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Jeffrey M. Lacker

The Economic Outlook

Photo of President Jeffrey M. Lacker
July 8, 2008

Jeffrey M. Lacker

President, Federal Reserve Bank of Richmond

National Economic Club
Washington, D.C.



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It's a pleasure to speak to you today. My topic is the current economic situation and the outlook for the period ahead. Before we begin, though, let me remind you that the usual disclaimer applies: The views I express are my own and are not necessarily shared by any of my colleagues on the Federal Open Market Committee.1

The background for today's economic situation is the remarkable boom in housing that ended a couple of years ago. From 1995 to 2005, new housing starts increased by more than 50 percent, and existing home prices increased by more than 150 percent (as measured by the Case-Shiller repeat sales index), and the homeownership rate increased significantly, from around 64 percent to 69 percent. Favorable fundamentals contributed to the boom; per capita real income grew much more rapidly in the decade after 1995 than in the decade before, and real mortgage interest rates were low relative to prior periods, especially after 2002. The inelasticity of the supply of buildable lots generated significant price increases in many parts of our country. Elsewhere, price appreciation was more modest. Housing demand ultimately became satiated in many major markets, however, and housing activity peaked in early 2006 in several regions. Since then, new housing starts have fallen by 55 percent, and since mid-2006, home prices have fallen by 18 percent.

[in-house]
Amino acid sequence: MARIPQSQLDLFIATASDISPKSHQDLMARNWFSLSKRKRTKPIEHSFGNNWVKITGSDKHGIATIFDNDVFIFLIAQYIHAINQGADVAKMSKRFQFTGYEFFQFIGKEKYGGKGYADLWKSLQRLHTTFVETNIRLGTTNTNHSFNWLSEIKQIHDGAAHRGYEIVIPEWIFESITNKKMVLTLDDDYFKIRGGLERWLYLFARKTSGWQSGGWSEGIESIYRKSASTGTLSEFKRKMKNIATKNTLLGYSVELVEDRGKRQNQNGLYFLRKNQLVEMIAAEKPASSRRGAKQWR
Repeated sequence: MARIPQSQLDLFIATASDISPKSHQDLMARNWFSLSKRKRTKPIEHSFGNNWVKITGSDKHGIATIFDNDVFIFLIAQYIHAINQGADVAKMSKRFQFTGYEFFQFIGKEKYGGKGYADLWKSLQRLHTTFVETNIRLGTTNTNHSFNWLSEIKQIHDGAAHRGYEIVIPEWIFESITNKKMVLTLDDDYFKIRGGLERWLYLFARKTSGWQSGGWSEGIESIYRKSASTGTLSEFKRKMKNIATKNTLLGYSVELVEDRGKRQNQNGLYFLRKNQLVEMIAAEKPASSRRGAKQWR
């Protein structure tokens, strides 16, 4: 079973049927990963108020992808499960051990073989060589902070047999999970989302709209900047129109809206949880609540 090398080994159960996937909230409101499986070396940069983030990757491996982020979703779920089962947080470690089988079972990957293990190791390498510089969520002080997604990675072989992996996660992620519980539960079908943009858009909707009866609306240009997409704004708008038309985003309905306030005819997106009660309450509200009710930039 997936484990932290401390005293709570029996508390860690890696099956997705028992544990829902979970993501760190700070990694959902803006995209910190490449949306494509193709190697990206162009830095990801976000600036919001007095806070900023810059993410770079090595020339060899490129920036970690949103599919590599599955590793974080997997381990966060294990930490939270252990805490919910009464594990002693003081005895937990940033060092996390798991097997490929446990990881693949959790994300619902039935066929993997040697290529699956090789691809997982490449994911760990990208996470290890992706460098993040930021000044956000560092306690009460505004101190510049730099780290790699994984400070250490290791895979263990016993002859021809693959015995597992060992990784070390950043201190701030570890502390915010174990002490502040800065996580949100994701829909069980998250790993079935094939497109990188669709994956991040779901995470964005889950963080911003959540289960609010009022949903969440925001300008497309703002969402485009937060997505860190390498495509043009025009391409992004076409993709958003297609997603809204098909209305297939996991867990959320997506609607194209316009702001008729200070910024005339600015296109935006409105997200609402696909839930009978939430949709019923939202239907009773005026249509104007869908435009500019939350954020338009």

Developments in housing finance arguably have played a substantial role in the behavior of housing markets in recent years. Here, I believe the central story is the technology-driven wave of innovation in retail credit delivery that dramatically expanded access to mortgage credit over the last decade, just as it expanded access to unsecured consumer credit earlier on. Technology also has contributed to innovation in securitization and other forms of intermediation of credit flows, which also helped lower borrowing costs. As with any new product or service innovation, however, some experimentation and risk were involved. In hindsight, it seems clear that the success of new methods of lending to riskier borrowers was to some extent dependent on sustained home price appreciation, which provided strained borrowers with the ability to refinance, thus masking the effects of more inclusive underwriting. When housing prices began to fall in many regions, delinquencies and defaults began to rise, particularly among mortgages that were made in 2006 and 2007. It takes some time, however, for the likely ultimate loss experience of a mortgage portfolio to become evident, so it wasn't until the middle of last year, well after home prices peaked in some major markets, that more quantitative evidence emerged regarding the substantial extent to which mortgage loans made in 2006 would underperform previous vintages. The ensuing adjustment in underwriting standards further contributed to the decline in housing demand.